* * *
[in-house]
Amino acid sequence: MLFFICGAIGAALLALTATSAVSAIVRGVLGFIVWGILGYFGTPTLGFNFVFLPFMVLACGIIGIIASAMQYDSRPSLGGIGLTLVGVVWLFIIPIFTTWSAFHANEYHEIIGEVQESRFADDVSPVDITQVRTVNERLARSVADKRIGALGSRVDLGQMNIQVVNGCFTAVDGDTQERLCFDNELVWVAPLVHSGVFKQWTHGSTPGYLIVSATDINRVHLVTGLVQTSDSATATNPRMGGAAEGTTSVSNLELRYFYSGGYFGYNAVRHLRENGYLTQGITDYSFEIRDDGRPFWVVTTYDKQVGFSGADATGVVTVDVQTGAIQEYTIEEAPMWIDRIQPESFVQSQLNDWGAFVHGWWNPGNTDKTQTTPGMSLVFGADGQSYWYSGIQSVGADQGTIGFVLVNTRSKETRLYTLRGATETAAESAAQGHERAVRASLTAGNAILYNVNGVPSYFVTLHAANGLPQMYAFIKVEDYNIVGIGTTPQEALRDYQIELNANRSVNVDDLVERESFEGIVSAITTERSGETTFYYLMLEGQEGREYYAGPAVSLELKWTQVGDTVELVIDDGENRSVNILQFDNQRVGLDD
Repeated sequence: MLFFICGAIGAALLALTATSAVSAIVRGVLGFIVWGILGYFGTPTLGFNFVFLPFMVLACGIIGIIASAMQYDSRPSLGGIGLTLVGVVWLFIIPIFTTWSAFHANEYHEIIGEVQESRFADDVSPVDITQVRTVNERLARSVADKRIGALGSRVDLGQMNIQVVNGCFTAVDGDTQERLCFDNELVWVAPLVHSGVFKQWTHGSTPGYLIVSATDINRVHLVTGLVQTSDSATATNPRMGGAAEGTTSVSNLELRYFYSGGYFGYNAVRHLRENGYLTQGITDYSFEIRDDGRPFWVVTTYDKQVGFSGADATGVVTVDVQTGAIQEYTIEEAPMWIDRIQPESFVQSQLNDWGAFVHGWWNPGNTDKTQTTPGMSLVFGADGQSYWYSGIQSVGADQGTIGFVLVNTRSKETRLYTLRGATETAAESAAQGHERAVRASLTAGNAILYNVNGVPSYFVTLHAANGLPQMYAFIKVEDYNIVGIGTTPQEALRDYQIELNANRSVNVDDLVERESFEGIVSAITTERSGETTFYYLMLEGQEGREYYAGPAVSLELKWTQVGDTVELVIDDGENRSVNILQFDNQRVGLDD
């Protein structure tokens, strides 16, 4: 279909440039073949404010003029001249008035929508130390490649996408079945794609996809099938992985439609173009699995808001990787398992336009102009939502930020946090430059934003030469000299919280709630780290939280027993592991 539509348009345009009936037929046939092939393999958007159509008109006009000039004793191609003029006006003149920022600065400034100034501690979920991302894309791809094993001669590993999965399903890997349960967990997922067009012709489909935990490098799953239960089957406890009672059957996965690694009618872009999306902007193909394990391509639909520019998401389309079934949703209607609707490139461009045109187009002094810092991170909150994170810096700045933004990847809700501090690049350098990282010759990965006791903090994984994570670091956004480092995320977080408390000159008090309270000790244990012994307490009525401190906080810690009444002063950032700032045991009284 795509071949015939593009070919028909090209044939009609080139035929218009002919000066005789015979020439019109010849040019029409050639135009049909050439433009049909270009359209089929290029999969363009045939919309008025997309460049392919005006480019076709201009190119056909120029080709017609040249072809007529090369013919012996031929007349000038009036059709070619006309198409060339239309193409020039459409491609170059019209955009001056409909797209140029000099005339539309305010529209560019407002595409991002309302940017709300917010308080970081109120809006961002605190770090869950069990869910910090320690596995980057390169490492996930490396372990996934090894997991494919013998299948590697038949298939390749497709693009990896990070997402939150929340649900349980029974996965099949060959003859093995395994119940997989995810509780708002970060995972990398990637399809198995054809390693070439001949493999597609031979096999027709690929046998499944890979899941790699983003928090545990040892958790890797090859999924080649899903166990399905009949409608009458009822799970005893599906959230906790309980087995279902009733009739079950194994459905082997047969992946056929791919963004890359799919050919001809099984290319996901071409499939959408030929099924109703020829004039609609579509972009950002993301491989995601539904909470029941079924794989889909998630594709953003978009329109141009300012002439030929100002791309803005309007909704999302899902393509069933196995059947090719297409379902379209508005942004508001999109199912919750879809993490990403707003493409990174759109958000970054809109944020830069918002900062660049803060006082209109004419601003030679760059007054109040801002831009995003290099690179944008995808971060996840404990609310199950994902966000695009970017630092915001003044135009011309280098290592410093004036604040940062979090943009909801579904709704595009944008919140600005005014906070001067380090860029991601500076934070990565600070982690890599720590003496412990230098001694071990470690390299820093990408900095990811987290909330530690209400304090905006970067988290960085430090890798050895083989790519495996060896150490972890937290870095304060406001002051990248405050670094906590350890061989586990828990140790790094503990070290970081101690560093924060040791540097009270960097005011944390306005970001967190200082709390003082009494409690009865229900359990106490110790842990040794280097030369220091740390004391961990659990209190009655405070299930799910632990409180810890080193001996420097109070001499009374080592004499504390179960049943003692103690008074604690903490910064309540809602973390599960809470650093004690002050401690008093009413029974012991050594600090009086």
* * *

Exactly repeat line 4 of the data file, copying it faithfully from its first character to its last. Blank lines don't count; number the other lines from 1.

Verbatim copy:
């Protein structure tokens, strides 16, 4: 279909440039073949404010003029001249008035929508130390490649996408079945794609996809099938992985439609173009699995808001990787398992336009102009939502930020946090430059934003030469000299919280709630780290939280027993592991 539509348009345009009936037929046939092939393999958007159509008109006009000039004793191609003029006006003149920022600065400034100034501690979920991302894309791809094993001669590993999965399903890997349960967990997922067009012709489909935990490098799953239960089957406890009672059957996965690694009618872009999306902007193909394990391509639909520019998401389309079934949703209607609707490139461009045109187009002094810092991170909150994170810096700045933004990847809700501090690049350098990282010759990965006791903090994984994570670091956004480092995320977080408390000159008090309270000790244990012994307490009525401190906080810690009444002063950032700032045991009284 795509071949015939593009070919028909090209044939009609080139035929218009002919000066005789015979020439019109010849040019029409050639135009049909050439433009049909270009359209089929290029999969363009045939919309008025997309460049392919005006480019076709201009190119056909120029080709017609040249072809007529090369013919012996031929007349000038009036059709070619006309198409060339239309193409020039459409491609170059019209955009001056409909797209140029000099005339539309305010529209560019407002595409991002309302940017709300917010308080970081109120809006961002605190770090869950069990869910910090320690596995980057390169490492996930490396372990996934090894997991494919013998299948590697038949298939390749497709693009990896990070997402939150929340649900349980029974996965099949060959003859093995395994119940997989995810509780708002970060995972990398990637399809198995054809390693070439001949493999597609031979096999027709690929046998499944890979899941790699983003928090545990040892958790890797090859999924080649899903166990399905009949409608009458009822799970005893599906959230906790309980087995279902009733009739079950194994459905082997047969992946056929791919963004890359799919050919001809099984290319996901071409499939959408030929099924109703020829004039609609579509972009950002993301491989995601539904909470029941079924794989889909998630594709953003978009329109141009300012002439030929100002791309803005309007909704999302899902393509069933196995059947090719297409379902379209508005942004508001999109199912919750879809993490990403707003493409990174759109958000970054809109944020830069918002900062660049803060006082209109004419601003030679760059007054109040801002831009995003290099690179944008995808971060996840404990609310199950994902966000695009970017630092915001003044135009011309280098290592410093004036604040940062979090943009909801579904709704595009944008919140600005005014906070001067380090860029991601500076934070990565600070982690890599720590003496412990230098001694071990470690390299820093990408900095990811987290909330530690209400304090905006970067988290960085430090890798050895083989790519495996060896150490972890937290870095304060406001002051990248405050670094906590350890061989586990828990140790790094503990070290970081101690560093924060040791540097009270960097005011944390306005970001967190200082709390003082009494409690009865229900359990106490110790842990040794280097030369220091740390004391961990659990209190009655405070299930799910632990409180810890080193001996420097109070001499009374080592004499504390179960049943003692103690008074604690903490910064309540809602973390599960809470650093004690002050401690008093009413029974012991050594600090009086």